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Henderson property taxes could go up to cover schools

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Henderson County manager Steve Wyatt said Wednesday it’s likely a five-cent tax rate increase will get approved to cover millions of dollars in deferred school building maintenance and related building costs.{ } (Photo credit: WLOS staff)

Henderson County manager Steve Wyatt said Wednesday it’s likely a five-cent tax rate increase will get approved to cover millions of dollars in deferred school building maintenance and related building costs.

Wyatt said Wednesday was the first day school administrators presented their full ask of budget items, which is over the $28 million commissioners had allotted for the tax year. Superintendent Bo Caldwell made the budget presentation that included about $5 million needed to overhaul two Henderson County schools' HVAC systems where pipes are leaking.

The tax increase, Wyatt said, would amount to about $125 on a home valued at $250,000. Wyatt said discussions between school administrators and commissioners over various budget needs have been going on since January, but he was not aware of the approximate $6 million capital expenditure request by the school district until Wednesday when Caldwell showed the request and the figures. About $500,000 of the overall request is for capital school improvements that include a focus on safety. Several schools would get new entryways that would be secure and have buzzers to let individuals into the school from a separated locked entry. The district would also like to hire a district safety director.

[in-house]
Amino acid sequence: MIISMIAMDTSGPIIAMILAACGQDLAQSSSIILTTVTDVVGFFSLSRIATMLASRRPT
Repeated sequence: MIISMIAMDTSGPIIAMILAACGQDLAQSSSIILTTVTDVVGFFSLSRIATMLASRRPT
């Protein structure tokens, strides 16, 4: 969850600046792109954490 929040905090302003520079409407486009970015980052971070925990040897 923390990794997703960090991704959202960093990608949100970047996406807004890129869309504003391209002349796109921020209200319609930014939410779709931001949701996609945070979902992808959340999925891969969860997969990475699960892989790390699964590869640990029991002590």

"I have two kids in the school system, and I feel they have to be protected,” Henderson County school board chairman Amy Lynn Holt said. “As a board chair I feel like I'm mothering 13,000 students who who have to be protected and taken care of. So, I feel it's essential for our district.”

Wyatt said he recommended to commissioners the idea of raising the tax rate by five cents, which would generate $22 million over four years. He said the fund would cover current asks and future capital requests over and above the current budgeted operations budget for the district.

Wyatt said the more than half the revenues that come in from property taxes go to fund schools in the county from the district to Blue Ridge Community College that also has building construction plans.

The commission will vote June 3 whether to approve the tax increase that would go into effect in July and impact tax bills for the 2019-20 tax year.

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